Or it may wait until a majority no longer remembers what free speech means, and then it will claim, as it has with firearms, that it is merely acting on the democratic will.

But one way of the other, if it has overstepped its bounds on firearms, it easily could some day overstep its bounds on a right that affects me.

Expect no relief soon though from either governments or the courts, because both have become deaf to any arguments but their own. Those who populate government and the courts are members of the same elite, and that elite has become so imbued with its own self-importance and intelligence that it never occurs to it members any thought they have, any idea that enters their heads might be wrong.

A noted liberal scholar, Garen Wintemute of the Violence Prevention Research Program at the University of California at Davis, recently wrote in the Journal of the American Medical Association that many of the most common gun controls were next to useless in preventing firearms crime. Buy-backs and hand-ins don't work. Assault weapons bans don't work. And, his work implied, neither do registries.

Sending lots of police into neighbourhoods with lots of crime at times when crimes normally occur, that worked really well at cutting crime. D-uh. Tougher penalties for using illegal weapons worked. As did tougher dealer  licensing, instant background checks and preventing large volume handgun -- handgun (not long gun) -- purchases.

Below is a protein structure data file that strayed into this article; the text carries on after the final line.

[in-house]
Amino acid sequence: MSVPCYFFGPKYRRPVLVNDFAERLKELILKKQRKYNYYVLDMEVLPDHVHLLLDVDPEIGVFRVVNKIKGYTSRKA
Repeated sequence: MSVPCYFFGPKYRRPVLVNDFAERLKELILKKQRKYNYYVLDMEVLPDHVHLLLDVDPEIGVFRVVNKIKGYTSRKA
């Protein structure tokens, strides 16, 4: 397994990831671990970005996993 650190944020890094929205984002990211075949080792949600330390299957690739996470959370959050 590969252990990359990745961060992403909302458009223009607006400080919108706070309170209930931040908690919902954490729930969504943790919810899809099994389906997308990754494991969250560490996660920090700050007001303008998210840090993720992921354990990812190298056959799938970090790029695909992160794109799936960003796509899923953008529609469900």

In other words, focusing police efforts on cracking down on criminals who use guns works. Concentrating on firearms in the possession of law-abiding citizens produces few, if any results.

But will the chattering classes listen to Wintemute? Nope. They will now do one of two things: ignore him or slander him. He was an expert when he was on-side. Now that he has simply told the truth, it will be said that there were always doubts about his qualifications or methodology.

Politicians, bureaucrats, journalists, even law school academics have Little or no understanding of the Common Law right to own firearms.